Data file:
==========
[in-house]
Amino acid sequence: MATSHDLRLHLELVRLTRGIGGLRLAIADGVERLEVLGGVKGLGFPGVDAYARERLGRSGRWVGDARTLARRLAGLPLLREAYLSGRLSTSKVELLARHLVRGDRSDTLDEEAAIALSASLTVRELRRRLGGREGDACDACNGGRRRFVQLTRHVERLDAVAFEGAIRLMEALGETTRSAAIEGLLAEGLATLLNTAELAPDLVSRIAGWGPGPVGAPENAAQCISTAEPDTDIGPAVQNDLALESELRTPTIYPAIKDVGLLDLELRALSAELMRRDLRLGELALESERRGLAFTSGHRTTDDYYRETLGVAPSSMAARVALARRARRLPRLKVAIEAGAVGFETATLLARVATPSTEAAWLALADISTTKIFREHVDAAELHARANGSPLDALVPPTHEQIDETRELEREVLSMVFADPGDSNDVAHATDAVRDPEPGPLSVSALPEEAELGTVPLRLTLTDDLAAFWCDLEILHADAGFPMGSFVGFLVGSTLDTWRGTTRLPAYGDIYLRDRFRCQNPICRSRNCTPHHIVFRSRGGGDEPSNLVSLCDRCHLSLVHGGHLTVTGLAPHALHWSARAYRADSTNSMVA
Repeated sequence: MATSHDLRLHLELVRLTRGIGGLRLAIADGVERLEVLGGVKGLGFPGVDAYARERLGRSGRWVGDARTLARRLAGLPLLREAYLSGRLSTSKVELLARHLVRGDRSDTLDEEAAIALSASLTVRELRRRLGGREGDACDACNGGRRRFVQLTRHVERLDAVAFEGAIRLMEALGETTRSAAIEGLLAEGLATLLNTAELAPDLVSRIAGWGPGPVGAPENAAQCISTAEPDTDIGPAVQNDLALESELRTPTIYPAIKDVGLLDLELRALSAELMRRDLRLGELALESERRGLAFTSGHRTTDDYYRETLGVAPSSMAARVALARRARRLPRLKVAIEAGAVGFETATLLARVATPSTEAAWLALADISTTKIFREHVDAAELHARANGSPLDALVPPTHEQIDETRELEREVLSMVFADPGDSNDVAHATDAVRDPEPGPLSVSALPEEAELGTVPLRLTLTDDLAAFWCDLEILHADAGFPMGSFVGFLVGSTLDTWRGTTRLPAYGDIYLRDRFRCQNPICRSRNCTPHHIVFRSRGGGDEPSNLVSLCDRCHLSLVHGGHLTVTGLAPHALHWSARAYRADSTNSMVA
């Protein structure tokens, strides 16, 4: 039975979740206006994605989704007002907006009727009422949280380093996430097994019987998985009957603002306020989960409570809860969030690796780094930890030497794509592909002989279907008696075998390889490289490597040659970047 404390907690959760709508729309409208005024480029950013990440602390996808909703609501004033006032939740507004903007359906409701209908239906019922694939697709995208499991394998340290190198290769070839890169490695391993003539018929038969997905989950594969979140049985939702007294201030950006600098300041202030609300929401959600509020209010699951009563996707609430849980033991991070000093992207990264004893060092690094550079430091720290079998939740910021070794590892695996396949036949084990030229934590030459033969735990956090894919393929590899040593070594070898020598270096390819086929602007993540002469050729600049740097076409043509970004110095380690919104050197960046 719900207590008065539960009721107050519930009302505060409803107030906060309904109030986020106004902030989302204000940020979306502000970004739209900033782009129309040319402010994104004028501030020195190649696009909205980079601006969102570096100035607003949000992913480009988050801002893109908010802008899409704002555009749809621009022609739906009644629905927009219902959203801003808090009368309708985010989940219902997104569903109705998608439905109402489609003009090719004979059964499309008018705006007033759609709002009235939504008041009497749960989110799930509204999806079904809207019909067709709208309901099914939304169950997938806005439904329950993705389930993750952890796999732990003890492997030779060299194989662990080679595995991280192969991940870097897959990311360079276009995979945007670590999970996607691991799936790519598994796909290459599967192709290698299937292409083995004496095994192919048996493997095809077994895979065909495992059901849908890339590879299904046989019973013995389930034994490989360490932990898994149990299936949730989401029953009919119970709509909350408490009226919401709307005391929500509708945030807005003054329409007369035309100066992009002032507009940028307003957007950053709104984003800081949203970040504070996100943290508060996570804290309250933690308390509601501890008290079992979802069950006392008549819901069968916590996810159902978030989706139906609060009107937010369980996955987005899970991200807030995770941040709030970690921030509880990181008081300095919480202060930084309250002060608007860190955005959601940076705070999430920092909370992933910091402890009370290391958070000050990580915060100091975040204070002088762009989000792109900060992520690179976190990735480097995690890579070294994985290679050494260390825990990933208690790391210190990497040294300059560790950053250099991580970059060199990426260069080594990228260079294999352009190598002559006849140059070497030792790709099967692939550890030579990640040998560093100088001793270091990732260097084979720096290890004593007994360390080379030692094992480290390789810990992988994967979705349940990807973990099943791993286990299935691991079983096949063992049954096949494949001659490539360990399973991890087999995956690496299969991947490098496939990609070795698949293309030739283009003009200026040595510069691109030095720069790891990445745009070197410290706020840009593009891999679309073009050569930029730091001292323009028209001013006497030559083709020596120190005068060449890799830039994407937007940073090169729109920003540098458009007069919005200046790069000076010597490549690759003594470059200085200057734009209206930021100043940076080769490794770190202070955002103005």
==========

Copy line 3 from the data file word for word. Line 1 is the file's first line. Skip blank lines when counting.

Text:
Repeated sequence: MATSHDLRLHLELVRLTRGIGGLRLAIADGVERLEVLGGVKGLGFPGVDAYARERLGRSGRWVGDARTLARRLAGLPLLREAYLSGRLSTSKVELLARHLVRGDRSDTLDEEAAIALSASLTVRELRRRLGGREGDACDACNGGRRRFVQLTRHVERLDAVAFEGAIRLMEALGETTRSAAIEGLLAEGLATLLNTAELAPDLVSRIAGWGPGPVGAPENAAQCISTAEPDTDIGPAVQNDLALESELRTPTIYPAIKDVGLLDLELRALSAELMRRDLRLGELALESERRGLAFTSGHRTTDDYYRETLGVAPSSMAARVALARRARRLPRLKVAIEAGAVGFETATLLARVATPSTEAAWLALADISTTKIFREHVDAAELHARANGSPLDALVPPTHEQIDETRELEREVLSMVFADPGDSNDVAHATDAVRDPEPGPLSVSALPEEAELGTVPLRLTLTDDLAAFWCDLEILHADAGFPMGSFVGFLVGSTLDTWRGTTRLPAYGDIYLRDRFRCQNPICRSRNCTPHHIVFRSRGGGDEPSNLVSLCDRCHLSLVHGGHLTVTGLAPHALHWSARAYRADSTNSMVA